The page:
Deadlines for submission depend on the level of review. Exempt and Expedited applications are accepted whenever you complete them, and are reviewed on a rolling basis. Full applications are due 10 working days before the next IRB meeting, as shown on the calendar.
- Wait for written IRB approval before beginning data collection. For information about the IRB review process and investigator responsibilities, refer to the section below about the IRB process.
Section End Notes:1
Supporting documents such as brochures or cited papers, which are not available to the PI in electronic form, may be sent as an appendix with the paper submission and omitted from the electronic submission. In that case, the application must clearly refer to the paper appendices.
IRB Review of Applications
After IRB review applications are received, they are dispersed to various IRB members to review. During this process, you may be asked for further documentation or to clarify the material you have already submitted.
If you have submitted an Application for Full Review, you may be asked to attend the IRB meeting for a short period of time to answer any questions the IRB may have. The IRB meets one time per month August through May, as shown on the calendar. IRB members discuss each Application for Full Review that has been submitted by the published deadline, as well as any Exempt or Expedited applications about which they have questions.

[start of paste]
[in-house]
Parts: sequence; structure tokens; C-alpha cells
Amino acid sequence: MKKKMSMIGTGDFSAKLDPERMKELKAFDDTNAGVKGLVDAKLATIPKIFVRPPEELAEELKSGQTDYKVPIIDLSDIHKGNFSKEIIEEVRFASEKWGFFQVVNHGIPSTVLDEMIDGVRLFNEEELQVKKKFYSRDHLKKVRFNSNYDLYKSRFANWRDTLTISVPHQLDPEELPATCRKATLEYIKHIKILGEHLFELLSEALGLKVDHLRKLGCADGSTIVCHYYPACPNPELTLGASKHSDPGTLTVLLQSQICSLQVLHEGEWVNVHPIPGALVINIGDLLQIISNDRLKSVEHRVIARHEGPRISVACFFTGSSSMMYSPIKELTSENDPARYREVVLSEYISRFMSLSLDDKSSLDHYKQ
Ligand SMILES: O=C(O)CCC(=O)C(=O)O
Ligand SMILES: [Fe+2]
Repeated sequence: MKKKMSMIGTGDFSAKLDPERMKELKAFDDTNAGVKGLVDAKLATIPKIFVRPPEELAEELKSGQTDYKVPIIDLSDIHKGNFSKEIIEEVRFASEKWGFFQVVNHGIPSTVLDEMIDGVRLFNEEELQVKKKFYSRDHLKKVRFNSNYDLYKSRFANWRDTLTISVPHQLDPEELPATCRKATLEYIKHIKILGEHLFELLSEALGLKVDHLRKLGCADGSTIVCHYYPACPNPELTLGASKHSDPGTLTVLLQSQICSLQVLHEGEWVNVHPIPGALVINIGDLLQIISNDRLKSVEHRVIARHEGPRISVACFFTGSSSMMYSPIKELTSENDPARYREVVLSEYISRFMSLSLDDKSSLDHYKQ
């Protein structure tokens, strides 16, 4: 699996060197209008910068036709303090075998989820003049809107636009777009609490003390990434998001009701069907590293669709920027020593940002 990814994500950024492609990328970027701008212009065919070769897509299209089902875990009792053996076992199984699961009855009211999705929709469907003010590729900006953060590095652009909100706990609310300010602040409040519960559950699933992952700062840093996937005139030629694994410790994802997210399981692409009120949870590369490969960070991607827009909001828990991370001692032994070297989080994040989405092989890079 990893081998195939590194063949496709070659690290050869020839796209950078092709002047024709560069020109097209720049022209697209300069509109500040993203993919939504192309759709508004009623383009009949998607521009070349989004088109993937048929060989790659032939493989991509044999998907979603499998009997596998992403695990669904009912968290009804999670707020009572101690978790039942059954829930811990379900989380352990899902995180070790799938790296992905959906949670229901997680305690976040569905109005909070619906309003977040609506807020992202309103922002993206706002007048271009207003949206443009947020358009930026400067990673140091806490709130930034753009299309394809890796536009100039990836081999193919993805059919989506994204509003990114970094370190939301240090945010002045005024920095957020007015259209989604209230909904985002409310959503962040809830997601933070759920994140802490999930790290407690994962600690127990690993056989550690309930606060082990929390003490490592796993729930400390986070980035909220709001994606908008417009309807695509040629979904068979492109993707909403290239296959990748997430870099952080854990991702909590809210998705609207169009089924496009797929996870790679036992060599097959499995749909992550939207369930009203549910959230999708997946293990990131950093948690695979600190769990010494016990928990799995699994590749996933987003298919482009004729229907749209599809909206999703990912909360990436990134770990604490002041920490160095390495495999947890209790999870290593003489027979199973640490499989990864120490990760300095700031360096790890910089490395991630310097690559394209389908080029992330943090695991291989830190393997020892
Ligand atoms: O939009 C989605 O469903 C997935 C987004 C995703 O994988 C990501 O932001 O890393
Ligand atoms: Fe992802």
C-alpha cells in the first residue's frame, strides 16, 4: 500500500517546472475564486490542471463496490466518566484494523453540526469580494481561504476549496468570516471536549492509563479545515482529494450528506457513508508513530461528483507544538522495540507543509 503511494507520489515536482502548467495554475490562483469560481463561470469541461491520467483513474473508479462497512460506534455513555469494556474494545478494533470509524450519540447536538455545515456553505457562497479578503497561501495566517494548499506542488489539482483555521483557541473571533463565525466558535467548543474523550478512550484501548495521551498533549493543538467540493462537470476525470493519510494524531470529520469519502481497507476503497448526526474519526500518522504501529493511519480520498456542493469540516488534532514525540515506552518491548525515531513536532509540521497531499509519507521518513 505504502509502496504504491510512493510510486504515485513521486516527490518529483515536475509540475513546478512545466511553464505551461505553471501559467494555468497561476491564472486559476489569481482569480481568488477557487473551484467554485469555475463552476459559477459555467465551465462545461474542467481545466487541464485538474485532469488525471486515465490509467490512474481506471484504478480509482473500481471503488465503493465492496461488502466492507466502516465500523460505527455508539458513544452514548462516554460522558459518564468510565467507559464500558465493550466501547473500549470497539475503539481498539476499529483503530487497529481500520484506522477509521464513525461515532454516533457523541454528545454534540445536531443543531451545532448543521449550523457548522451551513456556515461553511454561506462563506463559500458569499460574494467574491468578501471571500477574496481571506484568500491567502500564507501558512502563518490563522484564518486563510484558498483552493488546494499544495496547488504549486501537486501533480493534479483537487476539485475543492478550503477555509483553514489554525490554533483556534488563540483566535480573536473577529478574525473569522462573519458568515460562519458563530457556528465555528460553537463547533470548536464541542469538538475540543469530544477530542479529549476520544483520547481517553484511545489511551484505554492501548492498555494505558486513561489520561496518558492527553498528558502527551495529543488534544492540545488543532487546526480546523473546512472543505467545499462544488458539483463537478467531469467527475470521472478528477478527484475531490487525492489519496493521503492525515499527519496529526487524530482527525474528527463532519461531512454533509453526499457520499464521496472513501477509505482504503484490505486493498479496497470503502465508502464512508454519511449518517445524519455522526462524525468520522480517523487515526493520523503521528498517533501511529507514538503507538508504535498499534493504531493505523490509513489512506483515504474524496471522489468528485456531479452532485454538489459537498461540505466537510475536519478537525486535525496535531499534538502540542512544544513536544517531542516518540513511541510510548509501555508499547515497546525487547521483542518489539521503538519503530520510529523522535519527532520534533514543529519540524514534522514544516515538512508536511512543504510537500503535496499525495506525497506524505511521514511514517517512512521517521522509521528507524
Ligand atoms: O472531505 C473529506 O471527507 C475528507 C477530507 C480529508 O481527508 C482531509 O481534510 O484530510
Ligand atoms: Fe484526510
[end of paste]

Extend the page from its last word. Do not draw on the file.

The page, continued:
IRB Decision Making
The IRB can act upon your application in one of four ways:
- Your application may be approved. If this is the case you will receive an IRB approval letter and you may begin data collection upon receipt of this letter. The IRB will place an IRB-approved stamp in the bottom right corner of the approved informed consent forms and return it to you along with a letter of IRB approval. Please use copies of your IRB-approved stamped consent forms for obtaining informed consent from your subjects.
- Your application may receive an IRB Hold. This is can occur if:
- an Application for Full Review is not received 10 working days prior to the IRB meeting. The IRB must have ample time to review your application.
- the application is missing required signatures. Applications must be signed by the Principal Investigator(s), the department chair, and the faculty advisor (if the PI is a student). The faculty advisor may also require student Associate Investigators to sign the application.
- the application is missing necessary documentation. Be sure that your informed consent form, letters of agreement, copies of interviews, data sheets, etc., are all included with your submission. If your submission contains many separate documents, a good practice is to list them on a cover sheet.